Aluminium aerosol can sector ‘defying’ the pandemic

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The aluminium aerosol can industry is ‘defying’ the pandemic, according to the International Organisation of Aluminium Aerosol Container Manufacturers (AEROBAL).

Global shipments by AEROBAL’s members fell by 3.9% to around 2.9 billion units in the first half of 2021, but the year-on-year decline has been described as ‘moderate’, as global demand was still ‘very lively’ in the first quarter of 2020. The COVID-19 pandemic only unfolded its full impact on the market in Q2 2020.

Sales of deodorants and hairsprays – like the entire cosmetics sector – suffered in the first half of 2021 because consumers stayed at home during the pandemic. This is why deliveries to the deodorant market, which is dominant in terms of volume and accounts for around 60% of all industry deliveries, fell by almost 2%. Deliveries in the hairspray category were hit much harder, said AEROBAL, and fell by a ‘clear double-digit rate’.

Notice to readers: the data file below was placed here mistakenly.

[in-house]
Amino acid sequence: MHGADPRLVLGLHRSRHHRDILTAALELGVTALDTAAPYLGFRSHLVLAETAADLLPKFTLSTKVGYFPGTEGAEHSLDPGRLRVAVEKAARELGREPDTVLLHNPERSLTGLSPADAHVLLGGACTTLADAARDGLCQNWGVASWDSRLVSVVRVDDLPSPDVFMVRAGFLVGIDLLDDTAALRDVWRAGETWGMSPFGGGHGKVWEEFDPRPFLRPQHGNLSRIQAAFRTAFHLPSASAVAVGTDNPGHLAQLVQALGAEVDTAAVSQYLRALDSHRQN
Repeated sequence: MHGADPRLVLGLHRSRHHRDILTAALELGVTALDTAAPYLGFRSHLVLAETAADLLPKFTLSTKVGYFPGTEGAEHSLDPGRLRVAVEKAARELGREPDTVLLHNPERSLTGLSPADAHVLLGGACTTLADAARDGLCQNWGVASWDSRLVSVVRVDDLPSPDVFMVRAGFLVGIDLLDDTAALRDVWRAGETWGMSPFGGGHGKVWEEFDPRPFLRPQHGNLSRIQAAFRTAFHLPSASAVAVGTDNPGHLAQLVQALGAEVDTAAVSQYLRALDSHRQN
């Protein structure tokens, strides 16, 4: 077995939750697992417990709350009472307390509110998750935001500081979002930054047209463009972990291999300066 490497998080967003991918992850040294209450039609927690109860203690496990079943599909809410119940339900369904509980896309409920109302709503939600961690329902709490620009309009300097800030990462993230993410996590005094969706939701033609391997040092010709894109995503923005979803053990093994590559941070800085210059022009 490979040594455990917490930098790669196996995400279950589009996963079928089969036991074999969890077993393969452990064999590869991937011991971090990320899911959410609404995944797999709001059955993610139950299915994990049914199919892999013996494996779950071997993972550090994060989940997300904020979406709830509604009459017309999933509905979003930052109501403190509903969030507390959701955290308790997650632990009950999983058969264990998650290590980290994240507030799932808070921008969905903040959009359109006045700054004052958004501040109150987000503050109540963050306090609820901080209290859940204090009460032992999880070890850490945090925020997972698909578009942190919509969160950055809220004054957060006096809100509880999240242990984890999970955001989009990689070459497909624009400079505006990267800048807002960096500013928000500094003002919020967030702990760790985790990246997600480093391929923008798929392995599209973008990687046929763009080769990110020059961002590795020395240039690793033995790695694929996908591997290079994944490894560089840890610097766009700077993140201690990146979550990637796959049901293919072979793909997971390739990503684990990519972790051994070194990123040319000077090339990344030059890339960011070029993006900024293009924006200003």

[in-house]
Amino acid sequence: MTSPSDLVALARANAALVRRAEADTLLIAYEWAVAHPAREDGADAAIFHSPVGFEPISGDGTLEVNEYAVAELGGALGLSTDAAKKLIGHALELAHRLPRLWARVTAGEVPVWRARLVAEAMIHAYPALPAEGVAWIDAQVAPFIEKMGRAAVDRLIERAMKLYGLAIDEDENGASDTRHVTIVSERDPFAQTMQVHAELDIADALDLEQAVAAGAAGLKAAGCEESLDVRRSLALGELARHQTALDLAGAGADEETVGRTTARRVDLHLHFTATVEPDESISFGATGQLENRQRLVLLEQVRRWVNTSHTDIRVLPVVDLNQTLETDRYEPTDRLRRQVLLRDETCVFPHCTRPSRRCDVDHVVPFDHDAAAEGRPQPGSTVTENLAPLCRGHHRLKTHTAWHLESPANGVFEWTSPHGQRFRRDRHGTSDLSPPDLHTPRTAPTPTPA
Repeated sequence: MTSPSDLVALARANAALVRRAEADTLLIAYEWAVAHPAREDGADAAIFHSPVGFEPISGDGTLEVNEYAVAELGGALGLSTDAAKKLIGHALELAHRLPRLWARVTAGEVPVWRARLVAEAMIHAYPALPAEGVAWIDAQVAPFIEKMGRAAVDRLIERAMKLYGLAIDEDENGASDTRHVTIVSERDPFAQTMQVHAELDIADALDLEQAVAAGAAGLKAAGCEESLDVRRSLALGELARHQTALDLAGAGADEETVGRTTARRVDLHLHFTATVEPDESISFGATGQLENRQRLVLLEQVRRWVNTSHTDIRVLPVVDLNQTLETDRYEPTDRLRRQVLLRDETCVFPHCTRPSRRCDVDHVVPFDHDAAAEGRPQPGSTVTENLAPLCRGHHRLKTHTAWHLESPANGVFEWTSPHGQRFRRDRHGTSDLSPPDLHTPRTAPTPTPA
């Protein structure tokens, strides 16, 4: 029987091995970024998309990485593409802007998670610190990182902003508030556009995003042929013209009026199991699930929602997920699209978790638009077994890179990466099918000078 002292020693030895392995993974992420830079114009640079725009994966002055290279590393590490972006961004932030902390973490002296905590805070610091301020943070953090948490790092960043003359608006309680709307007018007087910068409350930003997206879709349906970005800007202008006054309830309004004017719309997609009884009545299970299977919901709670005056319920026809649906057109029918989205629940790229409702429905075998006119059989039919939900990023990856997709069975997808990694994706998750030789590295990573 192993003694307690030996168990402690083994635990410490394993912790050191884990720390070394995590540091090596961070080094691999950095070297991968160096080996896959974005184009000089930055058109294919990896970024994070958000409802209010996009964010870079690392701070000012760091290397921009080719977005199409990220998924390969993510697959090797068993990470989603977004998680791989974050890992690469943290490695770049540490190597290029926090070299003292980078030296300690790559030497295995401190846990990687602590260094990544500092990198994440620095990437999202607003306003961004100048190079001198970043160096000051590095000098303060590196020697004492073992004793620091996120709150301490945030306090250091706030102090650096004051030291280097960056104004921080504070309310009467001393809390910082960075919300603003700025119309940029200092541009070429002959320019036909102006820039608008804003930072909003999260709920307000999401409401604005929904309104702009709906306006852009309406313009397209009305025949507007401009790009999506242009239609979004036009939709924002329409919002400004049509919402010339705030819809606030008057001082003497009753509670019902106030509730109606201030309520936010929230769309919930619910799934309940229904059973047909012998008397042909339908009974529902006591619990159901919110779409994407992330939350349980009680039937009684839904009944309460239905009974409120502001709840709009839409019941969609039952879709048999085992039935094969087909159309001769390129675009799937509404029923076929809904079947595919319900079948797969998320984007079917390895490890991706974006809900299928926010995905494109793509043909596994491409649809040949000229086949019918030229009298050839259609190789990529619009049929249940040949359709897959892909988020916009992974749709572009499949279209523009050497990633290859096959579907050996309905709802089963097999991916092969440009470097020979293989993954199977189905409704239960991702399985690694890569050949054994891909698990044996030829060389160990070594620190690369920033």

The development of the food sector was ‘very positive’, as consumers spent more time at home and cooked meals themselves. Global deliveries to this market, which is still described as ‘niche’, increased by almost 50%. The pandemic-related boom in disinfectants did not continue in 2021, as AEROBAL noted these products are more likely to be packed in plastic containers, rather than aluminium.

However, rising raw material prices are causing concern in the industry, with supply bottlenecks reported in other industries due to the increased pressure.

“AEROBAL members are very concerned about the skyrocketing aluminium price,” said AEROBAL president Leopold Werdich.

“The manufacturers who now have to stock up on metal are in a mess. Other relevant cost drivers are paints, printing inks, cardboard packaging, energy, wages, and transport services. The pressure comes from all sides at the same time.”

So far, however, supply chains in the aluminium aerosol can sector have been stable, said the association, but nervousness is starting to rise.

AEROBAL concluded that the industry’s general mood is ‘subdued’ due to the extreme cost burden, even if the current demand is stable. The association said a sustainable upturn is not expected until next year.

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